Movie Review: Monsters Vs. Aliens (2009)

You've heard of TV’s Bridezillas, the multiplex’s Bride Wars, Tim Burton's Corpse Bride, along with the horror classic Bride of Frankenstein.

But this week we meet an entirely new bride in DreamWorks Animation’s brand-new 3-D feature length film Monsters Vs. Aliens as the petite Academy Award winner Reese Witherspoon plays a Modesto, California girl who unwittingly morphs into the kiddie version of "The Attack Of the Nearly 50-Foot Woman" after getting slimed by meteor residue just before she's set to walk down the aisle.

While initially her beaming glow is mistaken for her wedding day excitement, soon Susan (Witherspoon) quickly grows into the 49 to 11 inch tall “Ginormica” before our military intervenes, a tranquilizer dart hits the target and she's whisked away to a secret governmental holding cell for “monsters” currently supervised 24/7 by Uncle Sam.

Befriending other creatures also residing in the prison-like atmosphere (despite a feeble attempt to ease Susan’s nerves with a retro kitty “Hang in There” poster for her cell), soon the young woman becomes acquainted with the rest of the film’s genre fitting group of lovable eccentrics.

Headed up by the Ph.D insect Dr. Cockroach (House’s Hugh Laurie), Arrested Development’s hilarious Will Arnett as a half-fish, half-ape gung-ho monster dubbed The Missing Link, the scene-stealing Seth Rogen (Kung Fu Panda, Pineapple Express) as the adorable but dim-witted blue blob aptly dubbed B.O.B. which DreamWorks notes is “short for benzoate-ostylezene-bicarbonate” and the enormous Insectosaurus—soon the X-Men meets Dirty Dozen gang of unlikely outsider underdogs is called upon when the evil alien mastermind Gallaxhar (The Office’s Rainn Wilson) sends an ominous robot to the planet Earth set on destruction.

In addition to see the filmmakers’ easily identifiable B movie influences from the monster and alien movie heyday of the cold-war era 1950s along with “the style of poster art of the genre,” and “Mad Magazines of the period,” as the DreamWorks and Paramount Pictures press release reveals that savvy Mad Magazine and ‘50s film enthusiasts will “recognize the homage to these sources during the war room playback of archival footage of the pre-capture sprees of Dr. Cockroach, Ph.D., The Missing Link, B.O.B. and Insectosaurus,” cinematic referential jokes fill the entire film with shades of Close Encounters of the Third Kind, E.T., Dr. Strangelove, The Dirty Dozen, The Blob, and countless other movies running throughout.

This is especially the case in the heavily Dr. Strangelove inspired relationship between the animated films president voiced by Comedy Central’s Stephen Colbert and Kiefer Sutherland’s dynamically creative and surprisingly laugh-out-loud funny launch away from 24’s intense and “whispery” heroic Jack Bauer into a “country accent,” as director Rob Letterman muses, “he just started screaming at the top of his lungs… [and] broke out into something brand new and that really nailed the character.”

Similar to the highly successful blending of adult and child friendly humor that's made DreamWorks Animation’s hits such as Shrek, Madagascar, and Kung Fu Panda such a success—it’s the great and lively ensemble that helps add flavor to the film’s story-line that’s ultimately a bit simplistic and straightforward despite the fact that this flaw is hidden extraordinarily well by its stunning 3-D animation and mind boggling action sequences.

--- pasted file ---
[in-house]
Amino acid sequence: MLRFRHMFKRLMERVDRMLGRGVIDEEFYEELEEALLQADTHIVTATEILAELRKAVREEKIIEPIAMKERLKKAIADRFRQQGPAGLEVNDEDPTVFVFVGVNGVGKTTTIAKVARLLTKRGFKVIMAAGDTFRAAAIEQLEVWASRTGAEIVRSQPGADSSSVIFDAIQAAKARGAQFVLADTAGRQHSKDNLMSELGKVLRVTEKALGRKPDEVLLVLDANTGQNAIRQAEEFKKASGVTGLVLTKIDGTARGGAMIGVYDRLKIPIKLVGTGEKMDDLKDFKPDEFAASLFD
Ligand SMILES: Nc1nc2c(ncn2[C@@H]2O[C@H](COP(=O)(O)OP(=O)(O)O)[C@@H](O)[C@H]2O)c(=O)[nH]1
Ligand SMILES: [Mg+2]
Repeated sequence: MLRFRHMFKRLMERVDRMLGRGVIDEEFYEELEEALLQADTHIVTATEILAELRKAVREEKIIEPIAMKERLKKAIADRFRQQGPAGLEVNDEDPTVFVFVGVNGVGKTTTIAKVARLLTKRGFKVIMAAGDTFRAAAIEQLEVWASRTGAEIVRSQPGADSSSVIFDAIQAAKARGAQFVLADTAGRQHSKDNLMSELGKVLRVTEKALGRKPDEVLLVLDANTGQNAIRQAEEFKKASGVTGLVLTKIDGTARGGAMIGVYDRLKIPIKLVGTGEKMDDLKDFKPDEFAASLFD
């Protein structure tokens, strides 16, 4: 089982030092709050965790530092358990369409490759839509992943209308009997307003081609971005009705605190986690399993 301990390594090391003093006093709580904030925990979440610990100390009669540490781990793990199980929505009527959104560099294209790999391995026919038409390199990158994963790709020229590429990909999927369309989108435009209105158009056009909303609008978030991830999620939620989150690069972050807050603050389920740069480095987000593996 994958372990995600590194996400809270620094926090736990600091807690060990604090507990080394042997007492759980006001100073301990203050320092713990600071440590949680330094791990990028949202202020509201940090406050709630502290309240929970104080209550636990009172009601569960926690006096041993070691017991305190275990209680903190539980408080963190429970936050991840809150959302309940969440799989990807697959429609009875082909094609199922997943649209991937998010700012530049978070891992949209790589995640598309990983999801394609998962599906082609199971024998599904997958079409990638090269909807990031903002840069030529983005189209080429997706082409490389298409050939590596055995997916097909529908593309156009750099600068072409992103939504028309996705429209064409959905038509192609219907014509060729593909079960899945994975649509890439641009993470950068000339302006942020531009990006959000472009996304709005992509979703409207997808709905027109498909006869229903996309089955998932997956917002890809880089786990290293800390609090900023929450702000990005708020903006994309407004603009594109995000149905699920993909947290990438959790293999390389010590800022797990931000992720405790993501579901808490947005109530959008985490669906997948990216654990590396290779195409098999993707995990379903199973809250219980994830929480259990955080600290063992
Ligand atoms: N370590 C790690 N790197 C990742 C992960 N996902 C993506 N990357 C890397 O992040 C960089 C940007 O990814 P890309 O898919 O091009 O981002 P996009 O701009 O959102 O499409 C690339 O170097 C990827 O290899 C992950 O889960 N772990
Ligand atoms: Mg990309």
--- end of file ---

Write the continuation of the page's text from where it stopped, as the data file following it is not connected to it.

Although I think the film may not have been quite as enjoyable without the 3-D which amazes right from the start-- aside from the fact that it has some very positive morals woven throughout as those whose society have named “monsters” end up being the ones to save the day and Susan discovers that her previous ambition to become the picture-perfect and tirelessly supportive wife of her self-involved fiance Derek (Paul Rudd) pales in comparison to her own goals when she begins to believe in herself and what she has to offer as a human being.

The first film served up by the studio in “Tru 3D,” and unlike some of the more gimmicky 3-D films in recent memory, the format perfectly fits this material. This it does in not only reviving that same drive-in B-movie feel for which the filmmakers were aiming but it also brings to mind the idea of once again making filmgoing a true experience.

With increasingly impressive home theater technology including Blu-ray and lifelike video game systems, the box office has taken quite a hit and so it makes perfect sense that just like when television kept viewers in their homes in the 1950s prompting studios to create widescreen, Vistavision, Cinemascope, Cinerama, and 3-D-- once again Hollywood is taking a cue from lessons learned in the past in terms of not just subject matter (as the 50s truly were the era of monsters and aliens) but style as well.

The film will be available in various versions from 2-D to 3-D to 3-D IMAX and it should be interesting as time will tell just how successful the film and indeed this medium is when it reaches viewers at home via DVD and Blu-ray. And admittedly while the level of writing doesn’t match the incredible artistry and craftsmanship of the other departments involved in Monsters that we’ve come to expect from the studio that recently gave us the incredibly witty Madagascar: Escape 2 Africa and Kung Fu Panda, it’s sure to be one of the first major blockbusters of 2009 and one that definitely needs to be seen on the big screen to be best appreciated.

However, this being said-- as far as "monsters" are concerned, I still hold those wise-cracking and power-absorbing huggable characters from Pixar's Monsters Inc. up as my favorite animated variety offered to families thus far in a wholly satisfying blend of animation and comedy.